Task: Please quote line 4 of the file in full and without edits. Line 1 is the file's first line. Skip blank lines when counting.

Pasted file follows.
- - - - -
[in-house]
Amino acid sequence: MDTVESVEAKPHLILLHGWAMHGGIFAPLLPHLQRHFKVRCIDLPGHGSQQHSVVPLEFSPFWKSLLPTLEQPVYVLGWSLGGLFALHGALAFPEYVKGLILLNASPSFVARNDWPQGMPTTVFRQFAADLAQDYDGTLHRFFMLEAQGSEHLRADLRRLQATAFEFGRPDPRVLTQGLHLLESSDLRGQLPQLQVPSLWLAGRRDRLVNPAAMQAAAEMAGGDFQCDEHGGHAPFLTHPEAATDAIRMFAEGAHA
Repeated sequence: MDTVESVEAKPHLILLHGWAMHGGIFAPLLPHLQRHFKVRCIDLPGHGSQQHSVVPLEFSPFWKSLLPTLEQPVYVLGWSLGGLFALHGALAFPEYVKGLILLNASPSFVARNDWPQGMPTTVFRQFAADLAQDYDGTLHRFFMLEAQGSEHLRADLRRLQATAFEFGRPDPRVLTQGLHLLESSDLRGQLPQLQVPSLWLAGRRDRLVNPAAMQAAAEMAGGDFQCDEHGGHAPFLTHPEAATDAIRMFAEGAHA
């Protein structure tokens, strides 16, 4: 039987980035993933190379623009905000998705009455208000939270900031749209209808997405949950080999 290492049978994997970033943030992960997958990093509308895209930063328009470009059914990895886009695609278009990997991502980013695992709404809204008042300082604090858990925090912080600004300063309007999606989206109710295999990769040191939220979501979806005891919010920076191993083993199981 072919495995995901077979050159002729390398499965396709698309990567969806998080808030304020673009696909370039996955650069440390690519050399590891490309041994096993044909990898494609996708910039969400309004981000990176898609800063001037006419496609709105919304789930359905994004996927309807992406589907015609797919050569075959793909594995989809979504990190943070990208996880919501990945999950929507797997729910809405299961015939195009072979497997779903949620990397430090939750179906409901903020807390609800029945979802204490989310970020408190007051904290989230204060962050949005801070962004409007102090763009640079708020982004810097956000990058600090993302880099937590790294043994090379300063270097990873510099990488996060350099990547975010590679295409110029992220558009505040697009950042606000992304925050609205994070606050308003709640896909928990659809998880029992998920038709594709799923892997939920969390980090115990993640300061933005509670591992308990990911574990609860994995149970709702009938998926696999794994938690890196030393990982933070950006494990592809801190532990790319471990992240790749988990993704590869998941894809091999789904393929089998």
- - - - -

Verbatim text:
């Protein structure tokens, strides 16, 4: 039987980035993933190379623009905000998705009455208000939270900031749209209808997405949950080999 290492049978994997970033943030992960997958990093509308895209930063328009470009059914990895886009695609278009990997991502980013695992709404809204008042300082604090858990925090912080600004300063309007999606989206109710295999990769040191939220979501979806005891919010920076191993083993199981 072919495995995901077979050159002729390398499965396709698309990567969806998080808030304020673009696909370039996955650069440390690519050399590891490309041994096993044909990898494609996708910039969400309004981000990176898609800063001037006419496609709105919304789930359905994004996927309807992406589907015609797919050569075959793909594995989809979504990190943070990208996880919501990945999950929507797997729910809405299961015939195009072979497997779903949620990397430090939750179906409901903020807390609800029945979802204490989310970020408190007051904290989230204060962050949005801070962004409007102090763009640079708020982004810097956000990058600090993302880099937590790294043994090379300063270097990873510099990488996060350099990547975010590679295409110029992220558009505040697009950042606000992304925050609205994070606050308003709640896909928990659809998880029992998920038709594709799923892997939920969390980090115990993640300061933005509670591992308990990911574990609860994995149970709702009938998926696999794994938690890196030393990982933070950006494990592809801190532990790319471990992240790749988990993704590869998941894809091999789904393929089998």